As it turns out, Canadian provinces did well economically. And some of Canada’s enduring institutions, seemingly undemocratic yet serving as effective guarantees of political stability and safeguards against excessive partisanship, such as the appointed Senate, were born in the wake of the lessons of that conflict.
Even so, I worry about the future. US elections this November will be unlike any other in living memory, I fear.
One thing follows another…
I’m listening to old MP3 files on my computer, one of which contains this once popular song by Paper Lace, The Night Chicago Died.
I once read that the band knew nothing about Chicago’s geography; I checked again on the Wikipedia page dedicated to this song.
The page mentions, among other things, how then Chicago mayor Daley hated the song. Daley? The same Daley who demolished Meigs Field airport, the island airport serving downtown Chicago that was the starting location of Microsoft Flight Simulator for many years?
Indeed. (Well, almost. There were two Daleys, father and son, Richard J and Richard M.) And Wikipedia tells me that the island has indeed since been turned into a park and nature preserve. But there are few pictures, so I figured I’d check it out using Google Maps.
So I typed Chicago into Google Maps and was greeted with this message in response:
I don’t know but this seems… a tad embarrassing isn’t it. Unless of course Chicago actually did die last night, and was promptly removed from Google Maps in response.
But no, Chicago is still there. The Google Maps thing was just a glitch. As is Northerly Island, which once hosted that ill-fated airport, its future as uncertain as it has always been in the past century or so.
My mind just got blown.
The reason? Photographs like this one:
No, it’s not photoshop. Nor is it a movie prop.
Back in the 1950s, 1960s, early 1970s there really was regular bus service connecting the city of London, United Kingdom, with Calcutta (now Kolkata), India.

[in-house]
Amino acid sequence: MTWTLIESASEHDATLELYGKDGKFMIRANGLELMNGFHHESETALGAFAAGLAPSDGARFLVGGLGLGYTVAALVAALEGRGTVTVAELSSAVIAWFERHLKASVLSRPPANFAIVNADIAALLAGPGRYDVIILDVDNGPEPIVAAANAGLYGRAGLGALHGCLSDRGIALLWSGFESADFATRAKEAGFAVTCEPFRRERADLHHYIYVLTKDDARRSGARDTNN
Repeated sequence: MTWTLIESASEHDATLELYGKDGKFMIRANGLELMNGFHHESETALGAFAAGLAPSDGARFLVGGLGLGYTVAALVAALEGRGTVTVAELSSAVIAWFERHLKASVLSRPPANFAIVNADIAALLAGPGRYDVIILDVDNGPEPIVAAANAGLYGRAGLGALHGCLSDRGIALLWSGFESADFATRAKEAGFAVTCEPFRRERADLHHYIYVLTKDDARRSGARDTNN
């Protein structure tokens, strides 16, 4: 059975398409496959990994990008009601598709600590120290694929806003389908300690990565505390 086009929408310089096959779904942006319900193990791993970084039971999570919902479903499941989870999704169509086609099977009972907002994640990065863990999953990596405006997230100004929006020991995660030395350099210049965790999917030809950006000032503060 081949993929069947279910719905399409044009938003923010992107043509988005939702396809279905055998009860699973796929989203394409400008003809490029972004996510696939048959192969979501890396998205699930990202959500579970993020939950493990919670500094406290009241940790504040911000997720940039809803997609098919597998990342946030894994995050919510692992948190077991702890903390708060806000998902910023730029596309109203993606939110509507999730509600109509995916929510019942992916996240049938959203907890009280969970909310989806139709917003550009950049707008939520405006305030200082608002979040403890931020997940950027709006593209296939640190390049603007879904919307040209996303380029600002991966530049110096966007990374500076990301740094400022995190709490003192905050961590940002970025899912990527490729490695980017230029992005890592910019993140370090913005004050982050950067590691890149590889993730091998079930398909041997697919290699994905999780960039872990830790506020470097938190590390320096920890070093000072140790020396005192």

It really blew my mind. What a ride! Traveling through Belgium, West Germany, Austria, Yugoslavia, Bulgaria, Turkey, Iran, Afghanistan, West Pakistan (now Pakistan), and finally, India.
I think what really blew my mind was not that the roads were there. Of course. But that a bus, obviously from a Western capital, carrying unarmed passengers, could safely travel through this route. Sure, passengers needed a multitude of visas, even crossing the Iron Curtain (twice!) but nonetheless, the route had to be safe enough, roadside services had to be reliable enough, and the authorities along the route had to be trustworthy enough for a bus operator to be able to offer this regularly scheduled service.
Of course things didn’t stay that way. The India-Pakistan border has become less open each passing year. Afghanistan went to hell in a handbasket with the Soviet occupation, the Taliban, the American invasion in the wake of 9/11. Iran turned into a theocracy with the Islamic revolution. Yugoslavia went up in flames in a bloody civil war. Today, it would be quite impossible* to organize reliable bus service from London to Kolkata.
I cannot help but wonder what it must have been like, for a child in Kolkata, Kabul, Lahore or Tehran, looking at this bus and imagining that faraway, fabulous city of London. I used to feel that sense of awe a little when, as a child in behind-the-iron-curtain Budapest, I saw trains departing the railway station for faraway, magical places like Vienna or Paris; but those were a lot closer, a lot more accessible to us in Budapest than London must have been to a 6-year old on Kabul or Lahore in 1969.
*Or maybe not: Apparently there is an effort under way to establish a bus route, with a gigantic detour through Myanmar, Thailand, China and Russia. I wish them luck.
OK, it’s not quite September yet, but the time has arrived to revise my 2020 calendar a little.
What next, pray tell?
I keep reading about ancient Rome. Part of the reason, of course, is that every so often, looking in particular at American politics, I wonder if we are witnessing history repeating itself.
But there was a lot more to ancient Rome than politics and palace intrigue.
Take their roads. They knew how to build roads! Holy Roman macaroni, some of the roads built two thousands years ago are still in use!
I don’t know if Roman roads represented the first properly engineered road network in history, but they certainly were properly engineered.
And there were a lot of roads in ancient Rome. Apparently, they had some 80,000 km of paved roads, and several hundred thousand kilometers of additional roadways criss-crossing the realm.
An Internet data scientist and cartographer, Sasha Trubetskoy, created a fantastic map of the major Roman roadways in the style of modern subway maps.
It truly is amazing that two thousand years ago, it was possible to circumnavigate the Mediterranean via paved roads and regular service stations, making it possible for a determined traveler to travel several hundred kilometers in a day.